Don’t Kill your Implants!

The new trend in restorative dentistry has become to go a step beyond the basics of tooth replacement. A good percentage of patients who need to close a gap or restore an arch with artificial teeth choose to also reinstate the proper substructure. We’re talking about roots, and we’re talking about dental implants.

Dental implants are the tiny titanium posts that a dentist inserts into the bone of the jaw. The procedure does not hurt nor does it require a lengthy recovery. What does take time is the integration of bone around each implant post? Once this occurs, the idea is that implants will remain stable for life. It is the permanence of implants that makes treatment cost-effective and successful. That being said, patients should not form the idea that implants cannot fail. They can, and they most likely will if good care is not provided.

The Dangers of Inflammation

Inflammation is a danger that affects the gums. In most cases, we hear this referred to as gingivitis. However, for the implant patient, inflammation can go to a whole new level – one you want to avoid. The condition known as peri-implantitis describes inflammation that has developed in the bone around an implant post. If you have peri-implantitis around one implant, that does not necessarily mean that all implants are affected. One of the most concerning aspects of peri-implantitis is not extent, but the lack of symptoms. Because there is no pain associated with this deep inflammation, a patient may not realize that bone has deteriorated until the artificial tooth becomes loose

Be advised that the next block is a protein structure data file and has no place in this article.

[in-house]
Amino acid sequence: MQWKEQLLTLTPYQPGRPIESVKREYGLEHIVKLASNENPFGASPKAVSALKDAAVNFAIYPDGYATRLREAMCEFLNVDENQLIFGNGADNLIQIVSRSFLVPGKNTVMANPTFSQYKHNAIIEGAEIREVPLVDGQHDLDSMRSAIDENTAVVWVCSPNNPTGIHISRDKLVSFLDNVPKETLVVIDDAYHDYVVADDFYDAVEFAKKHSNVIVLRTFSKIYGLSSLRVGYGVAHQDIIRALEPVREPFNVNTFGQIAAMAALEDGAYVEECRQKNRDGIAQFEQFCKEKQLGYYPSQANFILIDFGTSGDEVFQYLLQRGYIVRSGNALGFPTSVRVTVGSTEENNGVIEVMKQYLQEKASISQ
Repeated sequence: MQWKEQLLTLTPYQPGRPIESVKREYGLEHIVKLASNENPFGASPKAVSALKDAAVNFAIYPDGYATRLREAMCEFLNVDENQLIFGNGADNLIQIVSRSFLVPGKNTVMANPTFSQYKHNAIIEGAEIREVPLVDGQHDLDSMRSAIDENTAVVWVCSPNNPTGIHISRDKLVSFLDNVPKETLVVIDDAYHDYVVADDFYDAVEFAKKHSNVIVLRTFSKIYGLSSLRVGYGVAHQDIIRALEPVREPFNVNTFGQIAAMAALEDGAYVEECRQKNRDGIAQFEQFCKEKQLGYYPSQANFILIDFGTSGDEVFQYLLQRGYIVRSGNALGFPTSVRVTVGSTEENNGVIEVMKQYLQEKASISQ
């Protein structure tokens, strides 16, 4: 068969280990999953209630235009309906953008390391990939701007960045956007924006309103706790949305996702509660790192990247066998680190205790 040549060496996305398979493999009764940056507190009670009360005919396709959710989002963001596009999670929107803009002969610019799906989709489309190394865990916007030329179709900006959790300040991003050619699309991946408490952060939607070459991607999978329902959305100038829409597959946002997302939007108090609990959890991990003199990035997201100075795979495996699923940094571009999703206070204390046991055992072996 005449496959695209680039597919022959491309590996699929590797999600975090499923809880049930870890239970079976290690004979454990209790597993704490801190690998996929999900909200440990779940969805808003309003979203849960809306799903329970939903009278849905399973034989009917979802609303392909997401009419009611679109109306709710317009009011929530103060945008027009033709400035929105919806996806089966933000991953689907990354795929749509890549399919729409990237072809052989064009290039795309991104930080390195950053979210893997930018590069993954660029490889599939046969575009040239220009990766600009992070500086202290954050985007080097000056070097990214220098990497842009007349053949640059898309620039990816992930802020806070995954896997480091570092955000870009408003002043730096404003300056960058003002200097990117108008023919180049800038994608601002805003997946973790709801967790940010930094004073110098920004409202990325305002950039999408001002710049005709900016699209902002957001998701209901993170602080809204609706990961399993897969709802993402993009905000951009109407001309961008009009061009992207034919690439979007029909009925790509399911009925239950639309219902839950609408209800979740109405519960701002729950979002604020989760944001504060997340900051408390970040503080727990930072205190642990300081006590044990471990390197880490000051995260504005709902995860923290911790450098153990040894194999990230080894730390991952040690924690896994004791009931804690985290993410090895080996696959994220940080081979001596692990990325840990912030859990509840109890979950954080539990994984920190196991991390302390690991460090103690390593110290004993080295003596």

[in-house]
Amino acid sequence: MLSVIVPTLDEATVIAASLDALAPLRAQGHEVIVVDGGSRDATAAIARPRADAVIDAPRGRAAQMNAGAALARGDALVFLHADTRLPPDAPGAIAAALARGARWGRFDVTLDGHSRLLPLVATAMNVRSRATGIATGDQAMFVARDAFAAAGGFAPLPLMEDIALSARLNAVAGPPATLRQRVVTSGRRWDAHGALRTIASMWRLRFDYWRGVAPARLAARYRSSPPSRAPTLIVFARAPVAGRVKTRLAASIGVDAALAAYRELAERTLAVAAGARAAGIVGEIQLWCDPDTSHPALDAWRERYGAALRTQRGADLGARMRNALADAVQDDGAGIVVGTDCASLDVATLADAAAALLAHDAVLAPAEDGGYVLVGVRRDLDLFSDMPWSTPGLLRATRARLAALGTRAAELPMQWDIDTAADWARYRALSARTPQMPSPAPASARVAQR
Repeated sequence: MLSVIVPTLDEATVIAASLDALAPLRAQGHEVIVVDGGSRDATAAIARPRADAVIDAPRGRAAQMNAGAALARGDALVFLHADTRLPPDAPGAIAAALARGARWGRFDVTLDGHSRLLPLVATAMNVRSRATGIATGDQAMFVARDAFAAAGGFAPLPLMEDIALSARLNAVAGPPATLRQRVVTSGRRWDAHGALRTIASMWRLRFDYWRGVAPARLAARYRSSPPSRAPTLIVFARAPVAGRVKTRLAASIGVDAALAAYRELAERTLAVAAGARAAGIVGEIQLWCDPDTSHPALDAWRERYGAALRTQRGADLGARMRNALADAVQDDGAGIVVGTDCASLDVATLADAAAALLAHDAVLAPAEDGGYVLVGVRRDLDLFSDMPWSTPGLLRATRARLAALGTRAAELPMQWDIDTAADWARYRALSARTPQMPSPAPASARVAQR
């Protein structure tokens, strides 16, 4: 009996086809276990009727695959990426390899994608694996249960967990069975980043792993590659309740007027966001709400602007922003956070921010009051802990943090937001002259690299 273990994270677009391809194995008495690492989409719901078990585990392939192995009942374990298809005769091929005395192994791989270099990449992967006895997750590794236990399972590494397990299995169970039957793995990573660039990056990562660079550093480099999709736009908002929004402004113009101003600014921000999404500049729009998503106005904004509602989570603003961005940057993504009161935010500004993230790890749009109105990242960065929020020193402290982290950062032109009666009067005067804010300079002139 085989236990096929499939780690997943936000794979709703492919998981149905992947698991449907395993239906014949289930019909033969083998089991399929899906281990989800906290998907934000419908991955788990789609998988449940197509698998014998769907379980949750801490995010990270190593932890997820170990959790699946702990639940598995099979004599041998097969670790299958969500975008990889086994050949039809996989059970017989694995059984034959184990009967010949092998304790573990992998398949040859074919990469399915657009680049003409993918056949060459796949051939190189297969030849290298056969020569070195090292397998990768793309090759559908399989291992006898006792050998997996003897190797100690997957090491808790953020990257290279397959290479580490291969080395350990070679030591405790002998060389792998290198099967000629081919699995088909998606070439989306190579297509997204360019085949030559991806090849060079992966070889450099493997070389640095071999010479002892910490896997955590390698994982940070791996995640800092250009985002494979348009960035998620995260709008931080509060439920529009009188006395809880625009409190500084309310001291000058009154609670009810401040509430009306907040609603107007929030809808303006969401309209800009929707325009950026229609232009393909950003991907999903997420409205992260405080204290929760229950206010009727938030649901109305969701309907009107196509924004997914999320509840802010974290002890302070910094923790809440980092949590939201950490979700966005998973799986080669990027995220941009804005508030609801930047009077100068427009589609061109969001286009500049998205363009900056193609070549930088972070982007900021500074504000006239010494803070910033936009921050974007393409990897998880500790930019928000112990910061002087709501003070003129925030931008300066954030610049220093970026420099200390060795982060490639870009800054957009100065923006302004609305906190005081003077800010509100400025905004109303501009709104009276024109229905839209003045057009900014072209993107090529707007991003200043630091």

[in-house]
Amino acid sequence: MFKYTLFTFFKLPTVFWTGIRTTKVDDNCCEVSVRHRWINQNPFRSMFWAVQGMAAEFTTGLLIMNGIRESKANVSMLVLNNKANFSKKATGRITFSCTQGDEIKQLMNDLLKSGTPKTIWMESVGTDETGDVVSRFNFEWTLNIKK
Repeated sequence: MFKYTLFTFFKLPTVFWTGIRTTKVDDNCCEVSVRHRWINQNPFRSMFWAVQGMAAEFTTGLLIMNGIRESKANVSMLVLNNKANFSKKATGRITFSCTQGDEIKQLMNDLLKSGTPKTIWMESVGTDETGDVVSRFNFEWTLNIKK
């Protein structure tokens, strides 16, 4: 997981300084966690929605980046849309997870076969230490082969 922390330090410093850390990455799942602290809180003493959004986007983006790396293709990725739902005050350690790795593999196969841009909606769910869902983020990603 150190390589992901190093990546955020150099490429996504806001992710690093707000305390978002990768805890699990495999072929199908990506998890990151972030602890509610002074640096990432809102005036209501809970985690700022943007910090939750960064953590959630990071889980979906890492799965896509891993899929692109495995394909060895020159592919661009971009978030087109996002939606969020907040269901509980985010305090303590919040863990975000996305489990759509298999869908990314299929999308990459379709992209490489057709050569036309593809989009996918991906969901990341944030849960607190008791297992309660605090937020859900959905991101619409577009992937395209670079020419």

The Culprit of Peri-implantitis

There are a few reasons for implant failure and a few factors that may incite inflammation around a titanium post. One of the most common is, fortunately, also preventable. A prevalent cause of peri-implantitis is a lack of good oral hygiene. Even if all of your teeth have been replaced with ceramic alternatives, plaque can still form at the gum line. Your gums are alive, and they can be weakened by the acidity of plaque. Over time, the inflammation caused by acidity travels inward, toward the bone, and the implant is at risk.

Because plaque starts at the uppermost layer of gum tissue, it’s spread can be stopped. Talk with your dentist about how to care for your implants with good brushing and flossing habits, and make sure to maintain twice-a-year checkups with your Houston dentist. What a simple way to preserve the life of your smile!

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